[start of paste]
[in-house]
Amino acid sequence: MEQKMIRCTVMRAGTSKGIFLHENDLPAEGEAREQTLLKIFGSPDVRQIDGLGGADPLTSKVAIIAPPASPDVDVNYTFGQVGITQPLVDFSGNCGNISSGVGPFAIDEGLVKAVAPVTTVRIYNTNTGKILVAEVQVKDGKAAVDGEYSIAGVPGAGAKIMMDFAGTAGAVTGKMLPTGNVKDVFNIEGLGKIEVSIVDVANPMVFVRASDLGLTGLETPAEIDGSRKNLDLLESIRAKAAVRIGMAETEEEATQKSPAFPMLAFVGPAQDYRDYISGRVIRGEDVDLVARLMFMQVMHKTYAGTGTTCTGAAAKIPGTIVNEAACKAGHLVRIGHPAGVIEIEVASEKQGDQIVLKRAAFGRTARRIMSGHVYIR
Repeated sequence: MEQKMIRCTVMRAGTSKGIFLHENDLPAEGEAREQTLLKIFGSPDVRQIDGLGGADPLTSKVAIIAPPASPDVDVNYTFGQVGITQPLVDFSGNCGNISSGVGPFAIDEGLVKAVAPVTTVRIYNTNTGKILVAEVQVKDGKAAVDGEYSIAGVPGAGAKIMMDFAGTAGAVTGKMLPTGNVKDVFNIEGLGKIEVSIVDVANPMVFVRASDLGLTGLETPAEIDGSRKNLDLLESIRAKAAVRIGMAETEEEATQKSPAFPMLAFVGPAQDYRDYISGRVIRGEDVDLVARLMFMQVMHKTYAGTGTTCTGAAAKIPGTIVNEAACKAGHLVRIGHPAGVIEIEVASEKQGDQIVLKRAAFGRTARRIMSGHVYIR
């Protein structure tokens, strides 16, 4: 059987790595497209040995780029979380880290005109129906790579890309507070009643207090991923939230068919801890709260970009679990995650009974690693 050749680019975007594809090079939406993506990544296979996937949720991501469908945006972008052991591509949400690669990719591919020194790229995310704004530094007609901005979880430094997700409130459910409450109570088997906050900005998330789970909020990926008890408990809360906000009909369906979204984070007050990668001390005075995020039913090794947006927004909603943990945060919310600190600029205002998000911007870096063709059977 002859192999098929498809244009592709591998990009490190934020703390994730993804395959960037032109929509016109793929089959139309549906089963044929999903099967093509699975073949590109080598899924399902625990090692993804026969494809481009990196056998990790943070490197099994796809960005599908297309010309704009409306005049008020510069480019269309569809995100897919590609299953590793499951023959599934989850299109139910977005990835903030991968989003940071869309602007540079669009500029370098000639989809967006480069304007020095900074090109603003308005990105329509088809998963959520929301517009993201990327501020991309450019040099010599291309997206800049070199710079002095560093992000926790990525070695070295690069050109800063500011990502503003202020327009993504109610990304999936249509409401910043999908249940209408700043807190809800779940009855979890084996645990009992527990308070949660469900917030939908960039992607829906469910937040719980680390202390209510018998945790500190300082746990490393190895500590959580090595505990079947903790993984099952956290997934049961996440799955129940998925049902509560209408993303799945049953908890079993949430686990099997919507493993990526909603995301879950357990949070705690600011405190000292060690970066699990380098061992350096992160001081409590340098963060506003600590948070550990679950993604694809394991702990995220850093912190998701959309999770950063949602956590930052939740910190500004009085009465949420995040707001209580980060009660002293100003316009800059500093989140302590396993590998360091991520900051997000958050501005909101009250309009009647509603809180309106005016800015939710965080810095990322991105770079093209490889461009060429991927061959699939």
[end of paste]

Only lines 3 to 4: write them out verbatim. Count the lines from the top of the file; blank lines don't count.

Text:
Repeated sequence: MEQKMIRCTVMRAGTSKGIFLHENDLPAEGEAREQTLLKIFGSPDVRQIDGLGGADPLTSKVAIIAPPASPDVDVNYTFGQVGITQPLVDFSGNCGNISSGVGPFAIDEGLVKAVAPVTTVRIYNTNTGKILVAEVQVKDGKAAVDGEYSIAGVPGAGAKIMMDFAGTAGAVTGKMLPTGNVKDVFNIEGLGKIEVSIVDVANPMVFVRASDLGLTGLETPAEIDGSRKNLDLLESIRAKAAVRIGMAETEEEATQKSPAFPMLAFVGPAQDYRDYISGRVIRGEDVDLVARLMFMQVMHKTYAGTGTTCTGAAAKIPGTIVNEAACKAGHLVRIGHPAGVIEIEVASEKQGDQIVLKRAAFGRTARRIMSGHVYIR
């Protein structure tokens, strides 16, 4: 059987790595497209040995780029979380880290005109129906790579890309507070009643207090991923939230068919801890709260970009679990995650009974690693 050749680019975007594809090079939406993506990544296979996937949720991501469908945006972008052991591509949400690669990719591919020194790229995310704004530094007609901005979880430094997700409130459910409450109570088997906050900005998330789970909020990926008890408990809360906000009909369906979204984070007050990668001390005075995020039913090794947006927004909603943990945060919310600190600029205002998000911007870096063709059977 002859192999098929498809244009592709591998990009490190934020703390994730993804395959960037032109929509016109793929089959139309549906089963044929999903099967093509699975073949590109080598899924399902625990090692993804026969494809481009990196056998990790943070490197099994796809960005599908297309010309704009409306005049008020510069480019269309569809995100897919590609299953590793499951023959599934989850299109139910977005990835903030991968989003940071869309602007540079669009500029370098000639989809967006480069304007020095900074090109603003308005990105329509088809998963959520929301517009993201990327501020991309450019040099010599291309997206800049070199710079002095560093992000926790990525070695070295690069050109800063500011990502503003202020327009993504109610990304999936249509409401910043999908249940209408700043807190809800779940009855979890084996645990009992527990308070949660469900917030939908960039992607829906469910937040719980680390202390209510018998945790500190300082746990490393190895500590959580090595505990079947903790993984099952956290997934049961996440799955129940998925049902509560209408993303799945049953908890079993949430686990099997919507493993990526909603995301879950357990949070705690600011405190000292060690970066699990380098061992350096992160001081409590340098963060506003600590948070550990679950993604694809394991702990995220850093912190998701959309999770950063949602956590930052939740910190500004009085009465949420995040707001209580980060009660002293100003316009800059500093989140302590396993590998360091991520900051997000958050501005909101009250309009009647509603809180309106005016800015939710965080810095990322991105770079093209490889461009060429991927061959699939």